This year marks the ten year anniversary of Welcome to Night Vale, the popular serial fiction and surrealist podcast created by Joseph Fink and Jeffrey Cranor in 2012.
It is one of the longest-running podcasts and focuses on the strange happenings and interesting characters in the fictional town of Night Vale.
Welcome to Night Vale is hosted by Cecil Palmer who is voiced by Cecil Baldwin, and his deep and captivating voice guides the listener through the show.
The production is unique in its format of a radio show which features various segments like community announcements, weather, fun facts and more. While all this may seem mundane, there is absolutely nothing boring about Night Vale.
In Night Vale, there is The Glow Cloud, which is an eternal deity predating reality and currently serving as the president of the town’s school board; a faceless old woman who lives in the listener’s home; and everyday humans like Frank Chen, who is definitely not a dragon with three or more heads.
There is no better way to celebrate the ten year anniversary of the podcast than to have a live reading of the show for the first time since the start of the pandemic.
The world tour, titled “The Haunting of Night Vale,” is meant to welcome fans back to the town and deal with some unfinished business that haunts Night Vale and the audience themselves.
Fans of the podcast gathered at the Variety Playhouse, and once inside, the theater was filled with a sea of patrons with multicolored hair — many wearing the show’s merchandise or cosplay of beloved characters. As everyone made their way to their seats, excitement and anticipation lingered in the air.
The show opened with a welcome and a stand-up routine by the host, Kate Jones, who voices Michelle Nguyen, the owner of Dark Owl Records and Night Vale’s most fashionable resident. Jones’s act was fresh and hilarious as she shared anecdotes of her Vietnamese-American heritage, family and relationships.
The night took a more intimate tone with the introduction of the musical guest Mal Blum. Blum’s lyrics are relatable and at times dark, but the humor and accompanying guitar strumming balanced the mood. At the time of the Atlanta show, Blum had only joined the tour three days prior following some last-minute changes.
“Fortunately, I had a lot of songs about ghosts handy,” Blum said, referencing the title of the tour.
As a part of their set Blum decided to, in their words, “resurrect” an old poem they made a long time ago based on their experience binge-watching the TV show Ghost Adventures.
There was a quick transition into the main performance with the composer and musician of most of Welcome to Night Vale’s music, Disparition, entering the stage.
After Disparition played a welcoming theme, Cecil Baldwin made his way to the center as the audience cheered with his entrance. Baldwin greeted the crowd in character as Cecil Palmer with a chilling “you can run, you can hide, I would suggest both, Welcome to Night Vale.”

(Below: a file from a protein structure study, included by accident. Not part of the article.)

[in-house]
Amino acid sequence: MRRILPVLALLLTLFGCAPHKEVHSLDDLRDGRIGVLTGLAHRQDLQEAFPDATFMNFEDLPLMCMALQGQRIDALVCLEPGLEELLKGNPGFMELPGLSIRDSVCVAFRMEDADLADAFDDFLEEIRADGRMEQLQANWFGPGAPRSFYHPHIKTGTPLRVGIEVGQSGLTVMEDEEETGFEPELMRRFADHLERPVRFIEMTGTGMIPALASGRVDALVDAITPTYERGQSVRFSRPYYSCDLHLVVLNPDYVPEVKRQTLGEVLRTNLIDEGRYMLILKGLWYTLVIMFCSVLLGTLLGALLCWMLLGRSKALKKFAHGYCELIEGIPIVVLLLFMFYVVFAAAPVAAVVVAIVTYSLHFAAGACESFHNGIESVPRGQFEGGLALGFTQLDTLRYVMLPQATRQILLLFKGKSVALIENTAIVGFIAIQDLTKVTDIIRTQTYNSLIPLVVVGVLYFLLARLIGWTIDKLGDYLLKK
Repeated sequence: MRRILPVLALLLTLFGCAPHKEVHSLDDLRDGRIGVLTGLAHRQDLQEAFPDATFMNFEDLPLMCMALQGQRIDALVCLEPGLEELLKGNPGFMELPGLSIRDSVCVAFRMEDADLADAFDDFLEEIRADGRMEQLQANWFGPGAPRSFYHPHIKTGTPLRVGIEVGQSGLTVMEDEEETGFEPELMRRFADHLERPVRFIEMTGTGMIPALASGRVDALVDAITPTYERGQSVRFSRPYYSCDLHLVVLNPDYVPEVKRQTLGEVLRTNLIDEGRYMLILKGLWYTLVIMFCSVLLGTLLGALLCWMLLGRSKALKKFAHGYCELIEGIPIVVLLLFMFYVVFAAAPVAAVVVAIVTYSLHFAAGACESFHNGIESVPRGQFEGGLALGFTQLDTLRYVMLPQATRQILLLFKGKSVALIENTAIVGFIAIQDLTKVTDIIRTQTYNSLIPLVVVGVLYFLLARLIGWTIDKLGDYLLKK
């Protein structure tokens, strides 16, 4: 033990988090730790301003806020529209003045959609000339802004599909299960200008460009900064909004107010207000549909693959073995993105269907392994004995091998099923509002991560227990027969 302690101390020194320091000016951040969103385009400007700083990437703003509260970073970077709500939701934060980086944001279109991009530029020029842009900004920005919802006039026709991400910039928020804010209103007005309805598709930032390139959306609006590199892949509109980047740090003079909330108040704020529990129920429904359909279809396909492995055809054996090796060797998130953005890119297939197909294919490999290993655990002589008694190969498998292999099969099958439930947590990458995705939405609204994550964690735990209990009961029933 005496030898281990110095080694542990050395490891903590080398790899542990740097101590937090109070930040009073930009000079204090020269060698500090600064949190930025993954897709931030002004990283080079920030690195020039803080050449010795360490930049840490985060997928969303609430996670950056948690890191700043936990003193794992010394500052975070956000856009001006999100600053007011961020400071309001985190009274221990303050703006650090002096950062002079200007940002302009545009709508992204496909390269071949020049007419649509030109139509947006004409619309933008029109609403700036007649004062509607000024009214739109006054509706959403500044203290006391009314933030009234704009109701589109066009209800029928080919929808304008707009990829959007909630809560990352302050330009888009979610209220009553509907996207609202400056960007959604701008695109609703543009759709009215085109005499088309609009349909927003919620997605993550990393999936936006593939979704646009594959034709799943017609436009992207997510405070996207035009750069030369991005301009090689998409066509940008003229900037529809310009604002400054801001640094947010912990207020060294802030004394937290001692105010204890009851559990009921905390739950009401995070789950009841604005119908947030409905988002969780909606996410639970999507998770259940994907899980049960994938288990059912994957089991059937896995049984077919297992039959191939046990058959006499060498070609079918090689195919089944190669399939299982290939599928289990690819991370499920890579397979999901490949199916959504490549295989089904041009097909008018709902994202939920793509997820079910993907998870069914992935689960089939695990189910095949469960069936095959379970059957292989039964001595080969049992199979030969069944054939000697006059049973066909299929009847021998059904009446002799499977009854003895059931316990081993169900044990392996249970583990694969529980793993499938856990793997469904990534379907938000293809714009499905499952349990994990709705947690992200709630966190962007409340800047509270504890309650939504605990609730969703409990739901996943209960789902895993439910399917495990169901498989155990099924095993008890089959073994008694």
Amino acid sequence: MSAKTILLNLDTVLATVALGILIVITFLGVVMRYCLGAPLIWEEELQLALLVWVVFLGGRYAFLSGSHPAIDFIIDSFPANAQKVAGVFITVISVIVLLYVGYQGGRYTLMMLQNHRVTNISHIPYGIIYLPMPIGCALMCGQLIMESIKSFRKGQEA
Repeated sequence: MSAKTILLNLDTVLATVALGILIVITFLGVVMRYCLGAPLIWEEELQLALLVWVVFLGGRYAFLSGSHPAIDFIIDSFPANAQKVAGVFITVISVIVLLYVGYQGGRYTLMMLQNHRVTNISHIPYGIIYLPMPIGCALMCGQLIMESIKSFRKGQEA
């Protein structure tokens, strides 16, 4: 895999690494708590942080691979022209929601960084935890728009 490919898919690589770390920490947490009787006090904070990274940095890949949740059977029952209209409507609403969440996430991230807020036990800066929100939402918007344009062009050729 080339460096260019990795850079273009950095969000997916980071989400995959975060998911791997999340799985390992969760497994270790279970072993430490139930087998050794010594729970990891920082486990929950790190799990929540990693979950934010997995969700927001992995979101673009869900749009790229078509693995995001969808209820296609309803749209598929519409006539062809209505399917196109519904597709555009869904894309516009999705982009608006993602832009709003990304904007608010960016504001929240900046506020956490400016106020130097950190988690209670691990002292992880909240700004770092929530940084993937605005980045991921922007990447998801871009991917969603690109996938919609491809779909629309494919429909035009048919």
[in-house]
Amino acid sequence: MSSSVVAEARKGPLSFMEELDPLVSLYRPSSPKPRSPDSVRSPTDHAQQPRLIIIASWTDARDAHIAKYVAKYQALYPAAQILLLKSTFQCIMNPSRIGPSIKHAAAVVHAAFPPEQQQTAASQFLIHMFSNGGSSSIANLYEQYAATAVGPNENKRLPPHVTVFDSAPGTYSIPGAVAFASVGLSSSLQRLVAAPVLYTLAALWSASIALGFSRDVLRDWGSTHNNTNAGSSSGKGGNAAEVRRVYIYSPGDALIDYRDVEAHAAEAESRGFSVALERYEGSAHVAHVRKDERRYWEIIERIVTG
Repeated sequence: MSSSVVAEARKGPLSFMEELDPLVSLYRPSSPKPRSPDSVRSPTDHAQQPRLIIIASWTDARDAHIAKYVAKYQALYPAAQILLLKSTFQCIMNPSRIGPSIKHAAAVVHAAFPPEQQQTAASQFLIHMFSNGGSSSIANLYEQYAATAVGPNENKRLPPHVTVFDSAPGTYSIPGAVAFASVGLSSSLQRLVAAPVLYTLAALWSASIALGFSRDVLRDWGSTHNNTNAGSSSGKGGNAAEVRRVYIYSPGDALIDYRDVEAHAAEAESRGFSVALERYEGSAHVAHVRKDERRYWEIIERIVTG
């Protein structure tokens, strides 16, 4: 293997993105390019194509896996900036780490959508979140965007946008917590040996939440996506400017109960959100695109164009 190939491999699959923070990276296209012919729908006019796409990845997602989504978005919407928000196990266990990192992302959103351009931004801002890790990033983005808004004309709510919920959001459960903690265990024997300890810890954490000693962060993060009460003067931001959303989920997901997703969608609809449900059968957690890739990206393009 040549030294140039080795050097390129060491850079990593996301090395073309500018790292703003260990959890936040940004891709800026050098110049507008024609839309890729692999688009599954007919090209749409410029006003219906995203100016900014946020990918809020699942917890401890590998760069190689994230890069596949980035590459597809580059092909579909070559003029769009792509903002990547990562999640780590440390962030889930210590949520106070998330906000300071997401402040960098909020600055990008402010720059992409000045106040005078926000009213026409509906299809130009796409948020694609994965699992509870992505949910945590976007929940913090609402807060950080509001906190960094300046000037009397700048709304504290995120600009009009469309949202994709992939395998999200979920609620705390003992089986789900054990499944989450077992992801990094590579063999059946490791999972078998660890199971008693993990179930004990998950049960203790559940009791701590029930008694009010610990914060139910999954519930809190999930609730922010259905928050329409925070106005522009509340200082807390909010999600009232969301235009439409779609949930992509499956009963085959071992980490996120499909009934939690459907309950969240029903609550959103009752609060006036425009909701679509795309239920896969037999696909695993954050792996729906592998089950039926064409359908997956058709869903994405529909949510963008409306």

Without giving too many spoilers, “The Haunting of Night Vale,” focuses on the characters Cecil and his husband Carlos as they set out to build a house, but during construction, they learn that it is already haunted.
The show takes many turns with the general format of the show like the community calendar and horoscope segment, but there is also interpretive dancing, audience participation and the chance to see the voice actors thriving in their element.
By the end of the night, it is safe to say that most of the audience probably thought of their own ghosts that haunt them and how they can come to embrace their own haunted houses.
With a final look at the script, Baldwin ended the show by saying “From one haunted house to another, goodnight. Goodnight.”
One of the creators of “Welcome to Night Vale,” Jeffrey Cranor said that the show first started as a fun thing to do with friends.
He told the Technique that back in 2012 it felt like podcasting was hitting its peak, so he was unsure of how the show was going to make its way in the crowded world of podcasting.
“It’s really weird to keep going this long. We said when we started, we could just kind of do this forever,” Cranor said. “We’re ten years into forever. We’ll see how that keeps going.”
Cranor attributes the maintained relevancy and admiration for “Welcome to Night Vale” to the gravitational strangeness of the town and it being the first serial fiction podcast of its kind.
Cranor grew up in the 80s watching and reading stories from Weird Town, USA, like Twin Peaks in Gary, Indiana, which serves as inspiration for the podcast.
“There’s just something about Weird Town, USA that I think is really comforting to go to, because it takes all the horrible things in the world and kind of distills them down to like a nice little community that no matter how weird it is, it feels inclusive and welcoming,” Cranor said.
That is what Cranor and Fink try to do with Night Vale. No matter how scary Night Vale is, the town serves as a safe space for many and will hopefully continue to do so for many years to come.